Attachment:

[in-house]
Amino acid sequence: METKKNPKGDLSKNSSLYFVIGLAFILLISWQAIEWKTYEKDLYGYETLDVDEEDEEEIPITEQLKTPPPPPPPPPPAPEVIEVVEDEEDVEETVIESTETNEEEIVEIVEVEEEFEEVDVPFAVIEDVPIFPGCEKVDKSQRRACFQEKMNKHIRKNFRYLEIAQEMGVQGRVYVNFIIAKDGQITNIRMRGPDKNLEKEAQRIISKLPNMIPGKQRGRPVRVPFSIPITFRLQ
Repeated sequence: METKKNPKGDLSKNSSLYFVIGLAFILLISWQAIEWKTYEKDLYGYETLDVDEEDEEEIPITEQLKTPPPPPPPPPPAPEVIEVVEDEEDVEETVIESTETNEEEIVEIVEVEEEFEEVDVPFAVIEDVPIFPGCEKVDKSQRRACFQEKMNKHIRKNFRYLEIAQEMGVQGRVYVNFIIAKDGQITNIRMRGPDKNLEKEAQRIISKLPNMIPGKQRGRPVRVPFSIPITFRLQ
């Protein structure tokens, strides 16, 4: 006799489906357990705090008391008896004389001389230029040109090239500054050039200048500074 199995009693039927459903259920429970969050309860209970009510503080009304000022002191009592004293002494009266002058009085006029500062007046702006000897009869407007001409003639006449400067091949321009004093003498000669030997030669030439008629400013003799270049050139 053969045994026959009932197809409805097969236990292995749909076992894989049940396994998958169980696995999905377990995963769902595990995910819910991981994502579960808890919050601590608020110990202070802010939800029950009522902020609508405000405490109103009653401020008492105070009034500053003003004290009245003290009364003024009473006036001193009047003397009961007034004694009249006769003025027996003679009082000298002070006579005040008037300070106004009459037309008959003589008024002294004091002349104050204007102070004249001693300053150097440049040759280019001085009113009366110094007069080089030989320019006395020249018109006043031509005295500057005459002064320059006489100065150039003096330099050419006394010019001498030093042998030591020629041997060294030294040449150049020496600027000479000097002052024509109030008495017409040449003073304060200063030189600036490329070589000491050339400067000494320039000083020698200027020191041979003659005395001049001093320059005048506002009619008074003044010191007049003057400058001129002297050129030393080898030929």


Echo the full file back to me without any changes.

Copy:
[in-house]
Amino acid sequence: METKKNPKGDLSKNSSLYFVIGLAFILLISWQAIEWKTYEKDLYGYETLDVDEEDEEEIPITEQLKTPPPPPPPPPPAPEVIEVVEDEEDVEETVIESTETNEEEIVEIVEVEEEFEEVDVPFAVIEDVPIFPGCEKVDKSQRRACFQEKMNKHIRKNFRYLEIAQEMGVQGRVYVNFIIAKDGQITNIRMRGPDKNLEKEAQRIISKLPNMIPGKQRGRPVRVPFSIPITFRLQ
Repeated sequence: METKKNPKGDLSKNSSLYFVIGLAFILLISWQAIEWKTYEKDLYGYETLDVDEEDEEEIPITEQLKTPPPPPPPPPPAPEVIEVVEDEEDVEETVIESTETNEEEIVEIVEVEEEFEEVDVPFAVIEDVPIFPGCEKVDKSQRRACFQEKMNKHIRKNFRYLEIAQEMGVQGRVYVNFIIAKDGQITNIRMRGPDKNLEKEAQRIISKLPNMIPGKQRGRPVRVPFSIPITFRLQ
């Protein structure tokens, strides 16, 4: 006799489906357990705090008391008896004389001389230029040109090239500054050039200048500074 199995009693039927459903259920429970969050309860209970009510503080009304000022002191009592004293002494009266002058009085006029500062007046702006000897009869407007001409003639006449400067091949321009004093003498000669030997030669030439008629400013003799270049050139 053969045994026959009932197809409805097969236990292995749909076992894989049940396994998958169980696995999905377990995963769902595990995910819910991981994502579960808890919050601590608020110990202070802010939800029950009522902020609508405000405490109103009653401020008492105070009034500053003003004290009245003290009364003024009473006036001193009047003397009961007034004694009249006769003025027996003679009082000298002070006579005040008037300070106004009459037309008959003589008024002294004091002349104050204007102070004249001693300053150097440049040759280019001085009113009366110094007069080089030989320019006395020249018109006043031509005295500057005459002064320059006489100065150039003096330099050419006394010019001498030093042998030591020629041997060294030294040449150049020496600027000479000097002052024509109030008495017409040449003073304060200063030189600036490329070589000491050339400067000494320039000083020698200027020191041979003659005395001049001093320059005048506002009619008074003044010191007049003057400058001129002297050129030393080898030929």